It’s that time of year again. Let’s cut right to the ugly-colored bar graph (the true mark of the amateur):
Just got home from DexCon. The con was hectic, but good. And there was a creeping tide of silliness in sundry places.
I wasn’t able to get any time off work, so I didn’t arrive until 7:50pm on Friday. I was scheduled to run With Great Power… at eight. I had three players hungry for four-color goodness so I ran them through “A League of Their Own.” It was probably the silliest game of WGP I’ve ever run. Fun, but in a sort of genre-mocking way. “Prepare to get your buttocks telekinesed, Stalwart!” was a line I recall. The players enjoyed it, and I found the silly a bit relaxing after the hectic of getting there.
After the game I did some chatting to decompress and got to cradle Burning Empires in my hands. It looks like nothing so much a one of those thick hardcover sci-fi novels. I can testify that it’s beautiful. People I trust assure me it plays better. I’m sure I’ll find out sooner or later.
Saturday began with great promise: Judd had a seat available in his Dictionary of Mu game. I love to play anything with Judd and have been anxious to try out Mu for a while. I started out as the prince of these awesome Martian uber-gorillas who had just grew a conscience and released his slaves. He was going to have to face the consequences of it. Oh, and he had this massive Dragon for a demon and I scored a +3 on the binding roll. Sweet. Unfortunately a RL crisis at home reared its head and I had to bow out of the game before actually getting to play. I’m pretty sure there wasn’t much silly in Mu.
Saturday afternoon saw me in an awkward position. Several months back when we were registering events, I thought I might develop my Game Chef game, Play Right!, into a publishable game. I subsequently decided not to, but forgot that I had signed up to playtest it at DexCon. Luckily no one showed up, allowing me the afternoon to reheat the With Great Chili… And, as it turns out, squeeze into a pick up game.
Alexander Newman ran Donjon for six of us. Mayuran suggested we’d be making one of the worst type of Conan movies. I played a wizened old sorcerer called Gu’laag. We were humming along making our characters, coming up with cool abilities and stuff. Then Alexander mentioned that the first part of the game is shopping for gear and you could see the energy level of everyone at the table sink. The rules-inspired slapstick that is the “shopping phase” ate up time and moved neither the adventure, nor our capabilities forward much. After that, people were desperate to do SOMEthing, so Nathan Paoletta summoned an undead wolf to use as a mount and the rest of the group attacked it. Classic dysfunctional player group behavior. Plus with a lot of silly along the way. The game was food for thought, though not for the appetite for role-playing. I hope Alexander writes up an AP.
Six o’clock was the party featuring With Great Chili and a vegetarian rice dish courtesy of Jenn Rodgers & Russ Gaines. The party went pretty well, but come January, we’re going to need a LOT more food.
I was scheduled to run With Great Power again at 8pm, and by 8:10 I had no players and was going to head off and maybe join in Nathan’s game of Carry. Then Eric from pscore.net showed up and said he was really excited to play. So over then next hour he recruited his sister Danae, and his friends Richard and Rob. Together with Kat, they played the Liberty League in a fun rendition of “A League of Their Own.” I don’t know that I’ll every get tired of this scenario, although I should likely retire it. They only got to play one enrichment and one conflict, but they all had fun (Rob even picked up the game the next day.)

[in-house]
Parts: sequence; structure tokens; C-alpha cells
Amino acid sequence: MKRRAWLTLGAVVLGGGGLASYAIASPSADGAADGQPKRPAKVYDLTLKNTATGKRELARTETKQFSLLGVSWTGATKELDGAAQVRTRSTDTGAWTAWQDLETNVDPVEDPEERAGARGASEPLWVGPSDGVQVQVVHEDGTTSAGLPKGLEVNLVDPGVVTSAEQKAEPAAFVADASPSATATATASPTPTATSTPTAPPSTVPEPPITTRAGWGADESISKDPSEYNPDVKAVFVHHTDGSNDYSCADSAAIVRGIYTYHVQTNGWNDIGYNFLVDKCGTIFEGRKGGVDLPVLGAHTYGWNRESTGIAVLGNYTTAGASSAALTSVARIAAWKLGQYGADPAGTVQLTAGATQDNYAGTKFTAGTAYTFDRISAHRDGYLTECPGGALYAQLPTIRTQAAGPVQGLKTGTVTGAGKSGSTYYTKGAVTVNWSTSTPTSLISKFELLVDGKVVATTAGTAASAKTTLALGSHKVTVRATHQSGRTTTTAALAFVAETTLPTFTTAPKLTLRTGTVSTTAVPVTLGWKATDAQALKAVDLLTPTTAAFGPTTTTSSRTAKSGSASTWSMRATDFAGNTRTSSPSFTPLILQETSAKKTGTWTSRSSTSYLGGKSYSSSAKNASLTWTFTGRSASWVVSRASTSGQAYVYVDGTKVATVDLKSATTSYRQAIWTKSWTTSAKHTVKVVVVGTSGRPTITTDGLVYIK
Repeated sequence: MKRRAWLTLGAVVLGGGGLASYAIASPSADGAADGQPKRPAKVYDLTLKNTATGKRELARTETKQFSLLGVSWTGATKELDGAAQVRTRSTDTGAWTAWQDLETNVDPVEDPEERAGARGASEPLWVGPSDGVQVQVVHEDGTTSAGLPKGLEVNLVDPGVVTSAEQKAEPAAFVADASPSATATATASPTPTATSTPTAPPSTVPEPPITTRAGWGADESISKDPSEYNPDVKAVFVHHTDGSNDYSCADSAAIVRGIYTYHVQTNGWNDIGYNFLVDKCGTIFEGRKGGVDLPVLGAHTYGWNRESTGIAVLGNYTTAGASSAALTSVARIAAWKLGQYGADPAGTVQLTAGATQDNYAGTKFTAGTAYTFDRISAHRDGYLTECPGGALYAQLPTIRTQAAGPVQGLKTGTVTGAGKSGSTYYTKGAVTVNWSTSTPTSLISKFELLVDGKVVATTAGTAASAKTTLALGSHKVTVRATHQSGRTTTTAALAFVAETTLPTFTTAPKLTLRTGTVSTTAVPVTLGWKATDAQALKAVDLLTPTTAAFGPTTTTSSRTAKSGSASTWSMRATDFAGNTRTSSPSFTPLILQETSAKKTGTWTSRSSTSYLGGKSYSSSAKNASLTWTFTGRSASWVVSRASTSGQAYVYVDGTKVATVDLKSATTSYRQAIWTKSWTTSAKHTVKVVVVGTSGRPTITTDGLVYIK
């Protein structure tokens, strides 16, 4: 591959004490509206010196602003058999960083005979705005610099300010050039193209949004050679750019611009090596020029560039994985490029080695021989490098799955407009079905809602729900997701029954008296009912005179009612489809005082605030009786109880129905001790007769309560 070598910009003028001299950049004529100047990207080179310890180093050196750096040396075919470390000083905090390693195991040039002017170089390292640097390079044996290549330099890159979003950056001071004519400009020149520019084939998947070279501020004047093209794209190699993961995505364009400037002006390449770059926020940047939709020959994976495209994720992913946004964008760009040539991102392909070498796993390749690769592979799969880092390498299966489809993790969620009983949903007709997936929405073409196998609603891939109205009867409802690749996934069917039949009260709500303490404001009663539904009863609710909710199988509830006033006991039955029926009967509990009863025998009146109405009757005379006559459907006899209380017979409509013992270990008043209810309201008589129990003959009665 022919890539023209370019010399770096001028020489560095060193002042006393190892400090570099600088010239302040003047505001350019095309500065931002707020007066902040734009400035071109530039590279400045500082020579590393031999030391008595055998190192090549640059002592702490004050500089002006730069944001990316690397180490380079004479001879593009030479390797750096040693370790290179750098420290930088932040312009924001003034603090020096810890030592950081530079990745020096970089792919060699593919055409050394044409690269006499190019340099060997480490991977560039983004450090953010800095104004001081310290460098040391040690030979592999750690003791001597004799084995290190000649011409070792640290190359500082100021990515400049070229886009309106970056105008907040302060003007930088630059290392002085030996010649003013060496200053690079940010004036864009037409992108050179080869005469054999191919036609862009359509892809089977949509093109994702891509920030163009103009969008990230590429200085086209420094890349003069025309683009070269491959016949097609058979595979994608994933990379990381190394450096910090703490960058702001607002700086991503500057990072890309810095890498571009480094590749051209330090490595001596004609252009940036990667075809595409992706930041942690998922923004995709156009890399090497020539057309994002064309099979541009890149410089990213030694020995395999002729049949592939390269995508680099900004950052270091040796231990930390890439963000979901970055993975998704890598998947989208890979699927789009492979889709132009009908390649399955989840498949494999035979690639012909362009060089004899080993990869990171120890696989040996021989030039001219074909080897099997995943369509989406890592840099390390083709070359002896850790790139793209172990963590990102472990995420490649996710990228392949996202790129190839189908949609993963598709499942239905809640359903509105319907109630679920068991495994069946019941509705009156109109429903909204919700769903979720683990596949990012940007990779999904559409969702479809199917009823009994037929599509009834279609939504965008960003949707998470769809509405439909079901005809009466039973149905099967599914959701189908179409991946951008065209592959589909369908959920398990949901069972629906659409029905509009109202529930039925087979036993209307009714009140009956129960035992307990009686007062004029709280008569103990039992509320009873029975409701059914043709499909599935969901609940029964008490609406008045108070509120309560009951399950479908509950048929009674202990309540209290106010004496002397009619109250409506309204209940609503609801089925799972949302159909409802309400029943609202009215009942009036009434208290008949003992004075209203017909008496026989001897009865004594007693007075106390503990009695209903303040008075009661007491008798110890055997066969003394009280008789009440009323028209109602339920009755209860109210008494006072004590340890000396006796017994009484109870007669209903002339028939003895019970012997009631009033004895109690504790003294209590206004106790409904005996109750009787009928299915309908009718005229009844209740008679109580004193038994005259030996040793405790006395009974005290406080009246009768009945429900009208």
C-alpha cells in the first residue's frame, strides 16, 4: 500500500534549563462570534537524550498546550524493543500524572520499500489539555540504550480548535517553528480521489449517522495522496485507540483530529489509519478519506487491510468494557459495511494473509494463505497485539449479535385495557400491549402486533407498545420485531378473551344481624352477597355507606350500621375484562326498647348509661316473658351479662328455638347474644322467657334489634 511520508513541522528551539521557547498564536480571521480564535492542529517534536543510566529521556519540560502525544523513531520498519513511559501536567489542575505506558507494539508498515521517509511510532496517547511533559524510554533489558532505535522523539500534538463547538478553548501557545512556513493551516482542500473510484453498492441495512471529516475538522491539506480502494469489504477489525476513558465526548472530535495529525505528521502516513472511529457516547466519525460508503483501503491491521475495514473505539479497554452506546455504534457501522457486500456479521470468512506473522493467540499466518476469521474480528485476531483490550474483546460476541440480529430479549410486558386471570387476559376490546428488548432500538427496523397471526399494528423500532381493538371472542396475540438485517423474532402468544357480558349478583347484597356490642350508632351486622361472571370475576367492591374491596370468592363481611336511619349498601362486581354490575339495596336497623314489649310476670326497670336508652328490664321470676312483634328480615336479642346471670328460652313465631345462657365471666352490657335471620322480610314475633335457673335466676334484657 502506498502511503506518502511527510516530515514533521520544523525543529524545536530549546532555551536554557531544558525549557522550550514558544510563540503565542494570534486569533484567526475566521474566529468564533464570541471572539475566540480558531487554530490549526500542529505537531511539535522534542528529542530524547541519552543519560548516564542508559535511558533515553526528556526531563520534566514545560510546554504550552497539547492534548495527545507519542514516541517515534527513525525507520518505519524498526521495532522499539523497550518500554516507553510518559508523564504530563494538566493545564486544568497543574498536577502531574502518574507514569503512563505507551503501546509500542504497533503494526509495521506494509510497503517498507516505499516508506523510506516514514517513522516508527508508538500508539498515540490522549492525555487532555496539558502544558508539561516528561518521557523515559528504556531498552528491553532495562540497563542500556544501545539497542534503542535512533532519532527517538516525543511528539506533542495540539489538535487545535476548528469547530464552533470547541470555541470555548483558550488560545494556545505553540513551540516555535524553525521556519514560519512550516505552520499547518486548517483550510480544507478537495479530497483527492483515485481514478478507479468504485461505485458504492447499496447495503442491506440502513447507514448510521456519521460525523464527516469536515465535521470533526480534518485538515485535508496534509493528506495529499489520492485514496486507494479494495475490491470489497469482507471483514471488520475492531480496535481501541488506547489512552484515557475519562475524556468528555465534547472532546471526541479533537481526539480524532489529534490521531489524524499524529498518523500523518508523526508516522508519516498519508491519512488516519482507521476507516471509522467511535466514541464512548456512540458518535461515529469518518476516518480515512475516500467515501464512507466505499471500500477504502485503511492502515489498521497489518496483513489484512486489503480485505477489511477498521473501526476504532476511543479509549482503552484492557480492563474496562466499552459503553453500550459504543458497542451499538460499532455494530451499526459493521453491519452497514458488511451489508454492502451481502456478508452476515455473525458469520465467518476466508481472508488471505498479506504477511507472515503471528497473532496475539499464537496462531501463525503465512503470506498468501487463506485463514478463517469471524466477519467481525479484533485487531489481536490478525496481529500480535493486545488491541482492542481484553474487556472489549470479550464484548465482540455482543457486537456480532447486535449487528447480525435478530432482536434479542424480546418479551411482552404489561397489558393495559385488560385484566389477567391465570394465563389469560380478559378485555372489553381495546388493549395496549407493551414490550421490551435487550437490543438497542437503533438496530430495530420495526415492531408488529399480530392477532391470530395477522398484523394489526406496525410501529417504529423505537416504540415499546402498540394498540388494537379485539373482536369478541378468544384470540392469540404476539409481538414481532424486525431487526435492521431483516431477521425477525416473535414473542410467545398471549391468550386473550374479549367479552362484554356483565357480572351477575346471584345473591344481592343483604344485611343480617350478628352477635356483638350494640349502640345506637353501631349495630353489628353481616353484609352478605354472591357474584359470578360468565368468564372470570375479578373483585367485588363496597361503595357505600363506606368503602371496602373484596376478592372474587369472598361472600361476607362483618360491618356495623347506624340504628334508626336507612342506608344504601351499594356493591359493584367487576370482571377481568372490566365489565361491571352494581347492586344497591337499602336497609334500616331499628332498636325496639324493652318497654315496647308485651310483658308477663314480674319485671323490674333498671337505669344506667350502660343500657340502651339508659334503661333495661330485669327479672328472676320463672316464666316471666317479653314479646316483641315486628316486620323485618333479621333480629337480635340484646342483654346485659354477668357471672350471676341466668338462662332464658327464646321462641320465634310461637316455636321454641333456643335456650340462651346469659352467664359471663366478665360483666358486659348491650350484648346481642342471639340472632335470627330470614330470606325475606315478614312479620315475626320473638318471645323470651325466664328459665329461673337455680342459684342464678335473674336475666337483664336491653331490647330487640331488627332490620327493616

Midnight belonged to the Master. I had six minions, three I knew (Fred Hicks, Rob Donahue, Steve-the-really-good-player) and three I didn’t, I had to turn folks away, as well. They made a beast-aspected Master who was a squat military genius of a general who was constructing an infernal war machine out of human parts. There’s a whole AP post here, as well. Suffice it to say that there was a lot of speaking in funny voices and dark silliness. Likely due to the uncomfortable subject matter. But the strength of the game still brought out the intrinsic tragedy.
Four hours of sleep, plus loading up the car, later was the Indie RPG roundtable. Due to scheduling problems, Luke was already gone, so it wasn’t the standard “Luke and Jared show.” I kinda ran things, asking for updates on games we had discussed in January (CUP/One Night has been broken productively and will emerge stronger — Contract Work is developing, but still needs playtesting — Mob Justice/Condemnation has seen a playtest, and a plethora of suggestions, but is waiting for other projects to be finished). The only new design we heard anything about was Rob’s Acts of Confederation-era swashbuckling game. It was a little chaotic, lacking some of that divine fire that motivated the January roundtable, but was a good meeting nonetheless.
A good con. Glad I went. Must sleep now.
It’s Sunday night and I’m beat. Origins was quite an enjoyable show. Much less busy, less pressured, less like work than GenCon. There was a bit of time to play, a bit of time to eat (the North Market rules!), a bit of time to shop, a bit of time to chat. Turn, turn, turn.